This leads to an interesting line of reasoning. Is there a threshold of probability beyond which an event canât happen? Again the question isâŚwhy? Why would such a threshold exist?

Well for one thing, could a coherent reality, with conscious beings such as you and I actually exist in a world where the highly improbable actually happened, or would such a world simply be too chaotic? But then again, the highly improbable happens all the time. When you flip a coin for example, the odds of it coming up heads or tails is pretty good, but the odds of it having that exact orientation, and in that exact position, are highly improbable. Yet these highly improbable outcomes actually happenâŚevery time. So why do some highly improbable things happen, and others donât?

Okay, now Iâm rambling. Feel free to ramble back.

#27

I would say that itâs the other way around. Another way of asking the OPâs question might be, âif thereâs an event E with a non-zero probability (EP > 0), then does the fact that itâs non-zero cause the event to happen?â That seems backward. I think we would say that the establishment of the non-zero probability is derived from the observation that itâs not impossible. However, it doesnât mean that it will happen, just because itâs not theoretically impossible.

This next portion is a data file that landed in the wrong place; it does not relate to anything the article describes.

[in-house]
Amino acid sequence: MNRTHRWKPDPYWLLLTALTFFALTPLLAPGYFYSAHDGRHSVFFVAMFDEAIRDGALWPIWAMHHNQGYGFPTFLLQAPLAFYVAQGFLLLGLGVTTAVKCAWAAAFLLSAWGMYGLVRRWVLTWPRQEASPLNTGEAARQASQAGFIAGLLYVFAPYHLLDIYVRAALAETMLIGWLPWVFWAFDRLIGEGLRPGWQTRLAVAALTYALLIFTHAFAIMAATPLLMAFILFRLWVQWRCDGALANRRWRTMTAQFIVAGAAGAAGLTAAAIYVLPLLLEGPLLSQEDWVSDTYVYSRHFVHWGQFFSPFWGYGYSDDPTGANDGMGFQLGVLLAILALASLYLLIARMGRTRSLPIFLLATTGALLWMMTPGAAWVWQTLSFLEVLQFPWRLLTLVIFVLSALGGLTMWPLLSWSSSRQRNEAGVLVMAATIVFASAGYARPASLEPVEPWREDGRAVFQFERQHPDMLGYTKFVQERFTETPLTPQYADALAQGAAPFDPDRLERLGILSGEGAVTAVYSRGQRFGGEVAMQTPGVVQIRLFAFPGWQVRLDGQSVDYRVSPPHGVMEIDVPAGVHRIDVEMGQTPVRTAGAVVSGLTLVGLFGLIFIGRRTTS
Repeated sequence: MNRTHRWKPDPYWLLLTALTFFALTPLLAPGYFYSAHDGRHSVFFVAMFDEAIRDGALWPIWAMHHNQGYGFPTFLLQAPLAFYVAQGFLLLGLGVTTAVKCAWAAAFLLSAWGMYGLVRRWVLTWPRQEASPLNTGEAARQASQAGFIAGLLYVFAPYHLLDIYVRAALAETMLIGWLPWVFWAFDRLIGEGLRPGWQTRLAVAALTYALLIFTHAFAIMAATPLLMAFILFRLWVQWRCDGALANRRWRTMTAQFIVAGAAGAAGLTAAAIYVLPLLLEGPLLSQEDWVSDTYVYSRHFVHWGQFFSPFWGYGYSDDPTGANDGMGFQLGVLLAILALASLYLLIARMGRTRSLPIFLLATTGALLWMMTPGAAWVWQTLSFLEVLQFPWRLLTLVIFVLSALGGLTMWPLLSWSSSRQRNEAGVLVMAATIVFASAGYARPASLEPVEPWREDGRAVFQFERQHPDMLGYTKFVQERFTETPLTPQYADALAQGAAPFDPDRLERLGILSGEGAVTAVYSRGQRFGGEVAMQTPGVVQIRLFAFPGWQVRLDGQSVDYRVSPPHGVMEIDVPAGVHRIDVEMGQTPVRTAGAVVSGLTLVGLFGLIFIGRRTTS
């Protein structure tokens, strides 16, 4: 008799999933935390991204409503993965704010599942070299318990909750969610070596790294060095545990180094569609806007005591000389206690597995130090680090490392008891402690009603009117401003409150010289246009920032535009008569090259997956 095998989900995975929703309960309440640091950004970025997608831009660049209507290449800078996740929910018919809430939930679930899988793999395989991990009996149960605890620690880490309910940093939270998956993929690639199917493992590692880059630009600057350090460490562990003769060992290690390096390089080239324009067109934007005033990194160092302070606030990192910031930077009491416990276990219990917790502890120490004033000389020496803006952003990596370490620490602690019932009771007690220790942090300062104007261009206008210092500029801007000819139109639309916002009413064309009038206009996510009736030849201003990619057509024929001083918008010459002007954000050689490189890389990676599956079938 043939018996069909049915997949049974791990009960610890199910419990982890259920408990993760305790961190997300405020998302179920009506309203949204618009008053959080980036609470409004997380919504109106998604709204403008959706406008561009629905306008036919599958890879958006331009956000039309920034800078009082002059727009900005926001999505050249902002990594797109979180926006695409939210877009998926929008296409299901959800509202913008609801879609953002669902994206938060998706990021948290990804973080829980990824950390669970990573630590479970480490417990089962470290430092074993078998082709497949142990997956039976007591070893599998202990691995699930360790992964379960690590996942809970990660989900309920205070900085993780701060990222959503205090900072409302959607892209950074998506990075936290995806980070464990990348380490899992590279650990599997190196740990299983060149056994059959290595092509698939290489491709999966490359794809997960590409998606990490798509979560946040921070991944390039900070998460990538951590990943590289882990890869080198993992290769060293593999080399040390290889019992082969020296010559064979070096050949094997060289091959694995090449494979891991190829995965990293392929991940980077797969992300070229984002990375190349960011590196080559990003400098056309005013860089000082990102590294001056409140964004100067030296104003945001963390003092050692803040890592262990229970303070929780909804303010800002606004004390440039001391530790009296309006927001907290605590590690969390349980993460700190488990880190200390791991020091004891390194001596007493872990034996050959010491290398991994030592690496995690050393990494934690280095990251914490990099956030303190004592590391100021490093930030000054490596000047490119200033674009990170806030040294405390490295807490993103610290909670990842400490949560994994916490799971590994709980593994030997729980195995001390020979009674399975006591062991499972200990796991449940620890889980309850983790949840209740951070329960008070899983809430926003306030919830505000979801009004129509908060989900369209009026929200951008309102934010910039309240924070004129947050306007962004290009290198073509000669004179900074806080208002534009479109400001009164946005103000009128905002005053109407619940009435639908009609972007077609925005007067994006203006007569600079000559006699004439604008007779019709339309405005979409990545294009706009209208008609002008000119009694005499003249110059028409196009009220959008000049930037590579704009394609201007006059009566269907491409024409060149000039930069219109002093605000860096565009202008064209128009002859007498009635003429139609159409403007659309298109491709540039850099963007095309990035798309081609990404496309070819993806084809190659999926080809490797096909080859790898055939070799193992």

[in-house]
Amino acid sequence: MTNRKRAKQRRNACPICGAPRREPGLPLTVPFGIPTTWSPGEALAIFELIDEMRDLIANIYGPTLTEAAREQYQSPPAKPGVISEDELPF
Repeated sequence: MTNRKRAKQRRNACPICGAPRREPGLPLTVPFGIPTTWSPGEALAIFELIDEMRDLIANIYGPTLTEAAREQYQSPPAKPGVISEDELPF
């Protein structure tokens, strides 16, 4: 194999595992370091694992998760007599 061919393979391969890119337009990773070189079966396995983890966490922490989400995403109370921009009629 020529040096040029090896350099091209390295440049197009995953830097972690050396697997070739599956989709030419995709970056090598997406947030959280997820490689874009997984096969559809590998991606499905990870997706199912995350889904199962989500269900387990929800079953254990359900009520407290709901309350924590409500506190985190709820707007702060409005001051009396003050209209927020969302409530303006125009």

I think thatâs looking at it backwards. If the probability is non-zero, then weâve already established that itâs a possibility.

Not that it canât happen; just that it is so improbable that the expected value remains zero for any practicable number of trials. Letâs suppose that our probability of this event happening is 1/n, where n is some sufficiently large number. If we attempt m independent trials, m << n, (not because m is small, but because n is so large), then the probability of the event not occurring is (1 - 1ân)m, which, for sufficiently large values of n, is still nearly P=1.

We could ask the question âhow many trials would it take before we get our first success?â, right? Now, letâs suppose that this meets the definition of a Bernoulli process. What weâre asking is a question about a geometric distribution. This is cool, since if itâs a well-behaved function, weâd expect that the event would eventually occur, and therefore, weâd get an answer that would tell us âwell, after a certain number of trials, weâd expect it to have happened.â

Hereâs the interesting thing: for sufficiently small probabilities (P=1ân , for large values of n), the number of trials (m) before we expect a success can get pretty large. Now, our probability of âhouse appearing spontaneouslyâ isnât a single value â itâs the product of a whole lot of very improbable events, all occurring at the same time. So, our P is rather small, and if the number of trials doesnât outpace the product of the probabilities (n >> m, as it were), then the probability of our event happening, while it isnât zero, is still effectively zero.

So: not non-zero, but close enough, over the life of our earth, that itâs still effectively nil. Thatâs all Iâm saying.

#28

Thatâs not a very fair question. Youâre comparing the probability of one particular outcome of n (relatively equally probable) outcomes occurring to the probability that any one of the n will occur. One is P=1ân and the other is (P=nân) => P=1. In essence, youâre asking why, if the former is so unlikely, the latter is guaranteed.

(The answer is that youâve covered the probability space, and therefore, regardless of the value of n, youâre assured of the event occurring. Not too surprising.)

#29